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ERIC Number: EJ892646
Record Type: Journal
Publication Date: 2010-Aug
Pages: 14
Abstractor: As Provided
ISSN: ISSN-0022-0663
Helping Students Soar to Success on Computers: An Investigation of the Soar Study Method for Computer-Based Learning
Jairam, Dharmananda; Kiewra, Kenneth A.
Journal of Educational Psychology, v102 n3 p601-614 Aug 2010
This study used self-report and observation techniques to investigate how students study computer-based materials. In addition, it examined if a study method called SOAR can facilitate computer-based learning. SOAR is an acronym that stands for the method's 4 theoretically driven and empirically supported components: select (S), organize (O), associate (A), and regulate (R). There were 2 experiments. In Experiment 1, 114 undergraduates completed a questionnaire about how they study computer-based materials. Students reported using more ineffective study strategies than effective SOAR strategies. In Experiment 2, 108 different undergraduates read an online text about wildcats and then created materials that reflected their preferred study method, the full SOAR method, or parts of the SOAR method. Specifically, the control group created their preferred study notes; the S group created a complete set of linear notes; the SO group created graphically organized matrix notes; the SOA group created a matrix and associations; and the SOAR group created a matrix, associations, and practice questions that aid self-regulation. The SOAR materials were also created in line with four theoretical principles for technology design (Mayer, 2009). Students studied their materials in preparation for fact and relationship tests. Results from both tests showed that those using the full SOAR method outscored the control group and most other groups using parts of the SOAR method. In addition, observations of students' preferred study methods confirmed the Experiment 1 self-reports that unaided students use ineffective study strategies. Study limitations, suggestions for future research, and instructional implications are presented. (Contains 4 tables and 2 figures.)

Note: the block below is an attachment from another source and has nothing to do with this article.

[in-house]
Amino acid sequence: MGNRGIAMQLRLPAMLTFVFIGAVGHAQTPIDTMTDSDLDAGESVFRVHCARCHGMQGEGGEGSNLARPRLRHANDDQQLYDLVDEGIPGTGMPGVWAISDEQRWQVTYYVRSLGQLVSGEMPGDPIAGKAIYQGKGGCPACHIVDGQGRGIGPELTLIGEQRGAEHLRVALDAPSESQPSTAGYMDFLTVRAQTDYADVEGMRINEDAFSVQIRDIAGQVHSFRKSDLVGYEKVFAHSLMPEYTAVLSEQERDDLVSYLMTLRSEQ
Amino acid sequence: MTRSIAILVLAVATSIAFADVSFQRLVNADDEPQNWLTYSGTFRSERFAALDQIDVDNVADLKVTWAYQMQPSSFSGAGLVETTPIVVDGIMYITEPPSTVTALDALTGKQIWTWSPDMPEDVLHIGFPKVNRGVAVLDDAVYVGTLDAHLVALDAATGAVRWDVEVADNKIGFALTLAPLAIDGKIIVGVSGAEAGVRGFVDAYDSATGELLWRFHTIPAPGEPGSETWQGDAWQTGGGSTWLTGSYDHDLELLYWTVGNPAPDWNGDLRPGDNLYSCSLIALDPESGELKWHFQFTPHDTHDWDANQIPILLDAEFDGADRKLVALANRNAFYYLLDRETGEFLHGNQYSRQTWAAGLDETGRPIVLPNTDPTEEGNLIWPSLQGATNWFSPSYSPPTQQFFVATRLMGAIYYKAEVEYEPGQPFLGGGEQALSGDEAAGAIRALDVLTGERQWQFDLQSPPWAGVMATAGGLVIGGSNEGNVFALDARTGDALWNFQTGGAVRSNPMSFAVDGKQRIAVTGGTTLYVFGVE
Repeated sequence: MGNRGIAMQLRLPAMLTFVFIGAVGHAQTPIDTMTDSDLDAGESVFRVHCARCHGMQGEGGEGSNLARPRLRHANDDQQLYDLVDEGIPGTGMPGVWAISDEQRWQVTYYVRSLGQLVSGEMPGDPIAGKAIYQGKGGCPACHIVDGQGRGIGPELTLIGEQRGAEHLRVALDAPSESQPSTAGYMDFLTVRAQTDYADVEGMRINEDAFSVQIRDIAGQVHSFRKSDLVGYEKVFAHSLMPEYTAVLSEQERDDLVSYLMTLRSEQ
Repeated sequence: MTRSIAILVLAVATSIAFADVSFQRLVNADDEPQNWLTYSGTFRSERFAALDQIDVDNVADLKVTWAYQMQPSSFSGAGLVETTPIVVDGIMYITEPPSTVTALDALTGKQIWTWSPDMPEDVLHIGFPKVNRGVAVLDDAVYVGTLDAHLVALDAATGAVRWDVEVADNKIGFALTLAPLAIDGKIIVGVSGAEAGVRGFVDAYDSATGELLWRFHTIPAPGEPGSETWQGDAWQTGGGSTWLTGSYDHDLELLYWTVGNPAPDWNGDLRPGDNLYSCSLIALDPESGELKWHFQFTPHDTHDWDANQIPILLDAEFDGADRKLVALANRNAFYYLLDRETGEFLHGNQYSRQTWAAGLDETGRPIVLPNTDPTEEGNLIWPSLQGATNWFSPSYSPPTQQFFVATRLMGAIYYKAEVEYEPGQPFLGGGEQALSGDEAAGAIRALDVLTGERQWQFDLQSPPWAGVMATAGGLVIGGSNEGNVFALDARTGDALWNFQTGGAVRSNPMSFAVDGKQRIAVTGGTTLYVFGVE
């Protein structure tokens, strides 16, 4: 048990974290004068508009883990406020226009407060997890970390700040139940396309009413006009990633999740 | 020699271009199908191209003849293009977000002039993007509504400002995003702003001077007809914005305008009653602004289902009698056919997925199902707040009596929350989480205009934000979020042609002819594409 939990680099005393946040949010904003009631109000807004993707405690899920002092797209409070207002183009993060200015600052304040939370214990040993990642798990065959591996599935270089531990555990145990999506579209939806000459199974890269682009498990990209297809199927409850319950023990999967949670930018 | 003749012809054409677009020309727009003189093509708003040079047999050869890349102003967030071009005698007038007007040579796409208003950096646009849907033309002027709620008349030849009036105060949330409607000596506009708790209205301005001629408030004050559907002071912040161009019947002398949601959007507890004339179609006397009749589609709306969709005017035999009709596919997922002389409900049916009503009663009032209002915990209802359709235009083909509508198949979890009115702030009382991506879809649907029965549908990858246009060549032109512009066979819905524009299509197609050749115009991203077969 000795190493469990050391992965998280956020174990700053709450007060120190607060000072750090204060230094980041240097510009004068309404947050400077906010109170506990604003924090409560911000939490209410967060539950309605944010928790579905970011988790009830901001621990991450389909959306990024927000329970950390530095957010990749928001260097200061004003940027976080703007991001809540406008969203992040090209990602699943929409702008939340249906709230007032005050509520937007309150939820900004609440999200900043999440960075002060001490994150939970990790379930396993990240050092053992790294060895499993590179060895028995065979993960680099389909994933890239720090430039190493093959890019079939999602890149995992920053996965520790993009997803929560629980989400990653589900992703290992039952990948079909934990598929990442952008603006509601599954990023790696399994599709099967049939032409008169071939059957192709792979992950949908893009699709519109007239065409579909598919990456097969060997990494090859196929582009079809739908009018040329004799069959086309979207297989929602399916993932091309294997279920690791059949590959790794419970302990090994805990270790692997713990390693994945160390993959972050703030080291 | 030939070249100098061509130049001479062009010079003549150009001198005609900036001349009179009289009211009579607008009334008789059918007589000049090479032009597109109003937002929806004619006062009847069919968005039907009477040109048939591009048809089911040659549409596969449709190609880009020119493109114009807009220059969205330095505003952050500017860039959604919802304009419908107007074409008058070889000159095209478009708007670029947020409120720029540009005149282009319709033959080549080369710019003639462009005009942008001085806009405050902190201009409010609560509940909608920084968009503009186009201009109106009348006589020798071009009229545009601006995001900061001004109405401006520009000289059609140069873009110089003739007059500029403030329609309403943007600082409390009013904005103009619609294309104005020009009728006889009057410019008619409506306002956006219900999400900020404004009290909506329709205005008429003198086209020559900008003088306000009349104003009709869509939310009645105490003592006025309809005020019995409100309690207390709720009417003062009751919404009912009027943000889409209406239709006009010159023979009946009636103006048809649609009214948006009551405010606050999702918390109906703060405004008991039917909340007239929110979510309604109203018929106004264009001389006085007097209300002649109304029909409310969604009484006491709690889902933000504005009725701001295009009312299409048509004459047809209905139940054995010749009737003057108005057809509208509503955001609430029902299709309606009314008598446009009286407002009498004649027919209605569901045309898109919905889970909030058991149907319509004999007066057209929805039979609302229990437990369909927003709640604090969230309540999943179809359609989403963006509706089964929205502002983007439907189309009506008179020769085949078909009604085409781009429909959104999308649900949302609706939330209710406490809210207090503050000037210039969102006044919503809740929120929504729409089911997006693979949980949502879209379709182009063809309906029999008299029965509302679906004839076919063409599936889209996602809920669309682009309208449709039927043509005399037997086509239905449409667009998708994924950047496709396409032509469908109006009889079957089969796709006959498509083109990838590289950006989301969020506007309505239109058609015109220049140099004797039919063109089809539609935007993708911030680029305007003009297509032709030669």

American Psychological Association. Journals Department, 750 First Street NE, Washington, DC 20002-4242. Tel: 800-374-2721; Tel: 202-336-5510; Fax: 202-336-5502; e-mail:; Web site:
Publication Type: Journal Articles; Reports - Research
Education Level: Higher Education
Audience: N/A
Language: English
Sponsor: N/A
Authoring Institution: N/A